In the city where Bill Clinton and Anthony Weiner made names for themselves, conservatives aren’t surprised by the sound and fury over Vice President Mike Pence’s commitment to his marriage.
Elites in Hollywood and the Beltway were shocked to learn that the vice president doesn’t dine alone with women or attend parties where alcohol is served without his wife.
“If the worst thing people can say about Mike Pence is that he’s a good husband, then he’s accomplished something very few politicians have,” Mr. Perkins wrote in his weekly “Washington Update” newsletter. “Unfortunately, we live in a day and age when marriage is rarely revered — in definition or practice — so the idea that the vice president would take intentional steps to protect his own has apparently come as a shock to some of the elitist media.”
He said Americans have been “conditioned to expect sexual scandal in Washington.”
Known as the Billy Graham Rule, the practice of married men and women avoiding being left alone with a member of another sex is not uncommon in Evangelical households, but was widely ridiculed as antiquated and even misogynistic by comedians and feminists.
“Daily Show” host Trevor Noah drew a parallel between how the vice president treats women and how women are treated in the Islamic world.
“They spend all their time bashing Muslims, right, for how they treat women,” Mr. Noah said on his show Monday. “Yet, they seem to be perfectly fine over here with Shariah Mike, whose going like, ‘No women alone with me one-on-one.’”
Galen Sherwin, senior staff attorney at the ACLU’s Women’s Rights Project, said the vice president is guilty of “discrimination under the guise of chivalry.”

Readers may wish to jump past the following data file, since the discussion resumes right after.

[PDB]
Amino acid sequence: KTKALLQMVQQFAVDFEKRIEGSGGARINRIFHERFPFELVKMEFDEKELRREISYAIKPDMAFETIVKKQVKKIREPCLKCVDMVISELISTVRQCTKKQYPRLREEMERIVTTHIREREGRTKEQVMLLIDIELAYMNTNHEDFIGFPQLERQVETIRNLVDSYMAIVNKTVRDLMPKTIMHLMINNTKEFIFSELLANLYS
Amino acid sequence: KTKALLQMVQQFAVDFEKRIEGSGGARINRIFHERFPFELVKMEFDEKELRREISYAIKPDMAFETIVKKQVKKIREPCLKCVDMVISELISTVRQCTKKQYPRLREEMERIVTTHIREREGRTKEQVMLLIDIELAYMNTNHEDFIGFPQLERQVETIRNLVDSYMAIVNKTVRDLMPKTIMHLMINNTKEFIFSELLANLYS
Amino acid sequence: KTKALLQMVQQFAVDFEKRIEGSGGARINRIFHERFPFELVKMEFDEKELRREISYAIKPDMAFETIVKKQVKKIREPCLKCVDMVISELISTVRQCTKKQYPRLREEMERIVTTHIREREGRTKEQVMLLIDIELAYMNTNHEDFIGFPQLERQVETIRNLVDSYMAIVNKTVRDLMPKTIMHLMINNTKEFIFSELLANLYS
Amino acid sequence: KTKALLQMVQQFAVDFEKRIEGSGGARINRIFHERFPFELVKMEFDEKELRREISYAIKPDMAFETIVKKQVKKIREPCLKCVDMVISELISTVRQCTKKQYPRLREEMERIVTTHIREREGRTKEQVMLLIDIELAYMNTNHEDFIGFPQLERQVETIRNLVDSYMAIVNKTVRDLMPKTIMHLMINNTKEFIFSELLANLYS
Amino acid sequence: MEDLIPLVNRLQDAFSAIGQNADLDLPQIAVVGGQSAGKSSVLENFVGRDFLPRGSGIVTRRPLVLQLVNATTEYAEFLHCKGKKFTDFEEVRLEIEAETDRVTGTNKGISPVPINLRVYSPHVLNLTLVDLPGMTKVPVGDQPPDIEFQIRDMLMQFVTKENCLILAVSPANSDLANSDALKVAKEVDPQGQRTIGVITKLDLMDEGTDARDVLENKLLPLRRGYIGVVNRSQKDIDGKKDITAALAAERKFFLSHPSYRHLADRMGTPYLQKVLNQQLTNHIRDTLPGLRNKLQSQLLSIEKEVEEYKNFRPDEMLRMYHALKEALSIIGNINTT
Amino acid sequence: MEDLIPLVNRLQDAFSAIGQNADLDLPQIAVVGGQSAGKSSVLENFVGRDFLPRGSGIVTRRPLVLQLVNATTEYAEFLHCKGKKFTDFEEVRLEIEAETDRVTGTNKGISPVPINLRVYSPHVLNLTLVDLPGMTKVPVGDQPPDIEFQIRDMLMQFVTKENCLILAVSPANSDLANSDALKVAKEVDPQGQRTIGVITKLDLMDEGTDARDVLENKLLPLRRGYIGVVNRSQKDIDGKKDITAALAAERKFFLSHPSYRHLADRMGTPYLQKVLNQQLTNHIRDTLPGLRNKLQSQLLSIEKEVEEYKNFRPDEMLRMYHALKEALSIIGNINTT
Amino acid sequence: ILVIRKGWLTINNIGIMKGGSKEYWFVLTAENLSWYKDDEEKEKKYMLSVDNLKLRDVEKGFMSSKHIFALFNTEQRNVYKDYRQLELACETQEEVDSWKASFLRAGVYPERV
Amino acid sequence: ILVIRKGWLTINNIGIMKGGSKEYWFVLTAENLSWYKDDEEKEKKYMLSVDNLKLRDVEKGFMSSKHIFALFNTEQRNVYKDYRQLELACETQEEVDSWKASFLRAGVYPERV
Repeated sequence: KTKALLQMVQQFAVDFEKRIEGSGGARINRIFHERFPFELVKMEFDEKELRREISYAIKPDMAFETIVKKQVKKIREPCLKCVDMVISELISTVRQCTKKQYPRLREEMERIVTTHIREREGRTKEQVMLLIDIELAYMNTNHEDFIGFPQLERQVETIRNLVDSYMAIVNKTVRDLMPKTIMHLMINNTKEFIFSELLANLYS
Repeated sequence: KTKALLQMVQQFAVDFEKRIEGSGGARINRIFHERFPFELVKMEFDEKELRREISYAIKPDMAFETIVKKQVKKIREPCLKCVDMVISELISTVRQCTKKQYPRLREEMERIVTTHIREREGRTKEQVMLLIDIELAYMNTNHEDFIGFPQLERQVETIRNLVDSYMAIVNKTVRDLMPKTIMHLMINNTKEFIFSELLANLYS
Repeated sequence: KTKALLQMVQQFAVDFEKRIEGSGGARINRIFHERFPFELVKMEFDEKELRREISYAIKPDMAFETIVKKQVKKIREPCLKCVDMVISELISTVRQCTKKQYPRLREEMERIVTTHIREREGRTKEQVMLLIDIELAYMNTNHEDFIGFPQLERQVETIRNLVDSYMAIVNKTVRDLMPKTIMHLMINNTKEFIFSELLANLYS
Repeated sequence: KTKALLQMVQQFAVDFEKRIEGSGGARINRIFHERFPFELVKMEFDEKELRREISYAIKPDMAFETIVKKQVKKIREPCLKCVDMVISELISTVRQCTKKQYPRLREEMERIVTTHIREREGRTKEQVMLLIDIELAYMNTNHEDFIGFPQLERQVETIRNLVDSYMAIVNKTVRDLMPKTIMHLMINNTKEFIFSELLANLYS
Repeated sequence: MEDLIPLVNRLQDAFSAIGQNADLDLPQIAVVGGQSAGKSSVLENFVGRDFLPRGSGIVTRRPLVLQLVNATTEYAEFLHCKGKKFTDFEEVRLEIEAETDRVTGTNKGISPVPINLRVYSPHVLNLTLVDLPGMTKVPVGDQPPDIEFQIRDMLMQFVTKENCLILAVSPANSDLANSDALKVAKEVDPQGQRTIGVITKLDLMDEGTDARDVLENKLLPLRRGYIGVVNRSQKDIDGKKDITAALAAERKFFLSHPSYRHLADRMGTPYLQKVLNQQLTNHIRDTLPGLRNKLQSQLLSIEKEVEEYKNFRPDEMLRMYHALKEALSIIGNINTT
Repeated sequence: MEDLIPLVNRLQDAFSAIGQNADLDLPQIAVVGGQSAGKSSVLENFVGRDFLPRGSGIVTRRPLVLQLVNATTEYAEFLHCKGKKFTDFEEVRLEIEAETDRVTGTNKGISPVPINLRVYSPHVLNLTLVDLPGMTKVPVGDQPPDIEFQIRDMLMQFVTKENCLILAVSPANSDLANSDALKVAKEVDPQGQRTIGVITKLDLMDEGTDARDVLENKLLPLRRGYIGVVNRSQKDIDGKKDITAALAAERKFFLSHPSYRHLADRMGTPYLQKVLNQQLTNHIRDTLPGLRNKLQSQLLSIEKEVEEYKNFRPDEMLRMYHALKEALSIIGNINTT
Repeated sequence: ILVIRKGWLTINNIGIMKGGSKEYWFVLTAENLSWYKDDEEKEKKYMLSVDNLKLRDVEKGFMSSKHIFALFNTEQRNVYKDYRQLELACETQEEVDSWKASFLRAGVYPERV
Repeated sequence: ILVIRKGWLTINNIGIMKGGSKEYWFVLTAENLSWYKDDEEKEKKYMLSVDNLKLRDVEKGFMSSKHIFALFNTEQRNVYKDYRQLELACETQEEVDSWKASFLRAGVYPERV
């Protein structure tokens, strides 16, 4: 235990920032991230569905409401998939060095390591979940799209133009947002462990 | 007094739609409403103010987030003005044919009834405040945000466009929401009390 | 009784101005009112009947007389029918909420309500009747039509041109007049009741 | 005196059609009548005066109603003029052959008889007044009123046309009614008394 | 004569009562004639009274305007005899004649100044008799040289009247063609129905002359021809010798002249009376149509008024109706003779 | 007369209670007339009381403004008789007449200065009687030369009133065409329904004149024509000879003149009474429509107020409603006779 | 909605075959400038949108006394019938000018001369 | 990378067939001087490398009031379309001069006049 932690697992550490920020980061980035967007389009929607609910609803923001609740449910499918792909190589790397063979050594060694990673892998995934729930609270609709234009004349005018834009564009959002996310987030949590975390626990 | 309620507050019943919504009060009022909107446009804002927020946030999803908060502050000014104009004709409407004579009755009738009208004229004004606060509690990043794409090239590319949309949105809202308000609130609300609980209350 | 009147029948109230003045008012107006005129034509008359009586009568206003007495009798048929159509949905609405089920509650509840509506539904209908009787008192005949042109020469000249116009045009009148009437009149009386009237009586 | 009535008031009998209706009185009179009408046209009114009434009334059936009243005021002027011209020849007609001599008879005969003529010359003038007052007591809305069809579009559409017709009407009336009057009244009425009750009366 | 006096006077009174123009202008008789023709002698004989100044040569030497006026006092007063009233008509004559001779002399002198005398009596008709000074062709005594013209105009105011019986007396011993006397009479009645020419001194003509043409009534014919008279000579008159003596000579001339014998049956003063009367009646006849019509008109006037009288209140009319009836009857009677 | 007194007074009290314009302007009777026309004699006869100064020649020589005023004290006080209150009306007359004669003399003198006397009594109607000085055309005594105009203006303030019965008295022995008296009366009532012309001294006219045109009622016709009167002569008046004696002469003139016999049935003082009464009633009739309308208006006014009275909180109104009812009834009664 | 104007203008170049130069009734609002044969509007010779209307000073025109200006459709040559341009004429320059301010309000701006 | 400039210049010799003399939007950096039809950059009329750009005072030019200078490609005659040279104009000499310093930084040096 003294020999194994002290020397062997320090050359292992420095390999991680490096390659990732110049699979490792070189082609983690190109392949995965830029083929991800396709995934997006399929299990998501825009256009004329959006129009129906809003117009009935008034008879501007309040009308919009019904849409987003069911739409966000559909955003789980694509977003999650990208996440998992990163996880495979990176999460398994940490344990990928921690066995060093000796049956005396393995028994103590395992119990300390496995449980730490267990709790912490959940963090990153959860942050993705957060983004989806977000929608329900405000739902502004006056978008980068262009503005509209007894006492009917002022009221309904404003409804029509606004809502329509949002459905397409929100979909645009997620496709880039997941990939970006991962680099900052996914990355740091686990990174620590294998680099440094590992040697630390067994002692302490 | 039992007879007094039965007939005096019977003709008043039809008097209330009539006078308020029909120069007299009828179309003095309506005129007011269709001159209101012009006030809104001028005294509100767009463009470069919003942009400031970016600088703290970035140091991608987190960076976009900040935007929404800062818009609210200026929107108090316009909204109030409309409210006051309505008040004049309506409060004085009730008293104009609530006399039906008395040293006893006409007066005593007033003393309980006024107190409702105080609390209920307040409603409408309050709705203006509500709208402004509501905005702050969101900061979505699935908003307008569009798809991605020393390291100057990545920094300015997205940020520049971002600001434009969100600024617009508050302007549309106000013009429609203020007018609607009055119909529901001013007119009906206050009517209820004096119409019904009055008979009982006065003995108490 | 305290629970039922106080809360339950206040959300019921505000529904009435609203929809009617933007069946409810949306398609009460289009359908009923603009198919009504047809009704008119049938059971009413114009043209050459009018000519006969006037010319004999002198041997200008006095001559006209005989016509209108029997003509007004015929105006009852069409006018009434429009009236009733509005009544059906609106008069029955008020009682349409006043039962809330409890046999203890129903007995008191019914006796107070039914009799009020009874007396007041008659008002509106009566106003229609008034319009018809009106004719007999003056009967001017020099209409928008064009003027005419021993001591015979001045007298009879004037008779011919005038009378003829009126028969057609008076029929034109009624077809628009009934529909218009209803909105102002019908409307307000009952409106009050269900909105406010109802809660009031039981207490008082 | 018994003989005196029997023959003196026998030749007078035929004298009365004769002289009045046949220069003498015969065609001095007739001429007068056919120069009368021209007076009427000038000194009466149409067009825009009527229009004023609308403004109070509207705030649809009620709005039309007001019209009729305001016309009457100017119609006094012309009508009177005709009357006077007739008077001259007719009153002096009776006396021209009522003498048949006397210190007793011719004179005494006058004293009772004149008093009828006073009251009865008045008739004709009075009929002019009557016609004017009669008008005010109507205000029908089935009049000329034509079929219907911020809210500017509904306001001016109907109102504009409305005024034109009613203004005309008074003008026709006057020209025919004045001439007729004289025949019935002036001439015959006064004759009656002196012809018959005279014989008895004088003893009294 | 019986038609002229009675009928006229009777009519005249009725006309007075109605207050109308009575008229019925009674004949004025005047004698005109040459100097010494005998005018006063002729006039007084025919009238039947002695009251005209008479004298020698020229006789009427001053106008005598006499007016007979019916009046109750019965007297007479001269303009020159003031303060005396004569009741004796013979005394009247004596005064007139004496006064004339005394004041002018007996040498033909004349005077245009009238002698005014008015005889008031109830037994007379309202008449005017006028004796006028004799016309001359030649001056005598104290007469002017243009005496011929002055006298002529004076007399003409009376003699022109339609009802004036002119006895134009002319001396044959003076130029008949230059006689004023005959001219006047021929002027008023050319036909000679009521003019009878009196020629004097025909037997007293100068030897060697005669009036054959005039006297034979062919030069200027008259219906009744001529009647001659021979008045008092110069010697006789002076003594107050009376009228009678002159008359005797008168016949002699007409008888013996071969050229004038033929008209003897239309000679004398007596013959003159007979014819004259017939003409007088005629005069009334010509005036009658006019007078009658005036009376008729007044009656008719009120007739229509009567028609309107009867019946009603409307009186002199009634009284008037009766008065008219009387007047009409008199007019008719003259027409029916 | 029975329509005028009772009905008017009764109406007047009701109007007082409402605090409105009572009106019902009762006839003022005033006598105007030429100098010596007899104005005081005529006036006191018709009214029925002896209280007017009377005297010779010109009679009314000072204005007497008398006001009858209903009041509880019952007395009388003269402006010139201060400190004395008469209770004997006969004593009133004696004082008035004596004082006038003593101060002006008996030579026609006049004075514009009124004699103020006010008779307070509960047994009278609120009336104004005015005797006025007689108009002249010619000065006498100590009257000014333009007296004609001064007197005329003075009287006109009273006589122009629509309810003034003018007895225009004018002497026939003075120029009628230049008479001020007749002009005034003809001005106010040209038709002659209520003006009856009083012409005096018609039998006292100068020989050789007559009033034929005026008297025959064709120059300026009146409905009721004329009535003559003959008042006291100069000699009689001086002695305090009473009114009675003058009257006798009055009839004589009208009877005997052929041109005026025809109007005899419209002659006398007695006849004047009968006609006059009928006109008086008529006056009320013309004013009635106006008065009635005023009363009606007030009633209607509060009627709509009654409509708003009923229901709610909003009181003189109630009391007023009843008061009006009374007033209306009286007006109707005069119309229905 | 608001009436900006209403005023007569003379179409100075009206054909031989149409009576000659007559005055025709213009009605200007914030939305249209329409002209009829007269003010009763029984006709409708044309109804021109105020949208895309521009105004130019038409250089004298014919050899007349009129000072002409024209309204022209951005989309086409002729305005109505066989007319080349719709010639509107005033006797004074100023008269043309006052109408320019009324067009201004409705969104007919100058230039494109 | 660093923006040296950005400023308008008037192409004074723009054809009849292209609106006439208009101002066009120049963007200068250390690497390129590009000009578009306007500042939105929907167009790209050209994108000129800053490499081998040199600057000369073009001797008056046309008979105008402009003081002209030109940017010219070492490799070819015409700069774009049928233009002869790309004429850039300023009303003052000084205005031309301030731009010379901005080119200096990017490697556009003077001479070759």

“Of all the shockingly retrograde views about gender that the past year has brought us, a top contender is the revelation of Mike Pence’s policy of refusing to dine with women unless his wife is present,” Ms. Sherwin wrote Thursday on the ACLU’s “Speak Freely” blog.
She said the practice “deprives female employees of critical opportunities for networking, mentoring, and face time.”
“As for Vice President Pence, if his policy of excluding, blaming, and shaming women is reflected in either White House employment practices or educational policy initiatives, we may well see him in court,” Ms. Sherwin wrote.
But other women found the practice refreshing — especially in a town infamous for politicians cheating on their spouses.
Jedediah Bila, co-host of ABC’s “The View,” said the Washington crowd should follow the vice president’s example, not mock it.
“Walk into these bars in D.C. Look at a happy hour among politicians. And you know the history of politicians that cheat on their wives, that cheat on their husbands,” Ms. Bila said. “I think it’s nice to see someone say, ‘Look, if you want to get ahead, let’s do it in a professional environment. You’re not going to compromise my family or my values.’”
“He’s saying if you want to work with me, you can work in the office,” she said. “You don’t have to work over drinks.”
Several women who worked for the vice president have also come out in support of their former boss.
Ericka Andersen, who worked for Mr. Pence when he was chairman of the House Republican Caucus, said the former congressman did “nothing but great things for my career.”
“When the media went crazy last week about the 2002 comment Pence made about never dining alone with women, I wasn’t sure what all the fuss was about,” Ms. Andersen wrote earlier this week at National Review. “I had heard of Pence’s rule when I started worked for him in 2009 and thought nothing of it. It seemed like a great way to avoid the perception of inappropriateness. With gossip and reporters floating around every corner of Capitol Hill (and elsewhere), extra precaution seemed prudent.”
With nearly half of all marriages in the U.S. ending in divorce, Mr. Perkins said “the Pences chose wisdom.”
“These days,” he said, “I suppose the simplest morality is the most confounding for liberals.”
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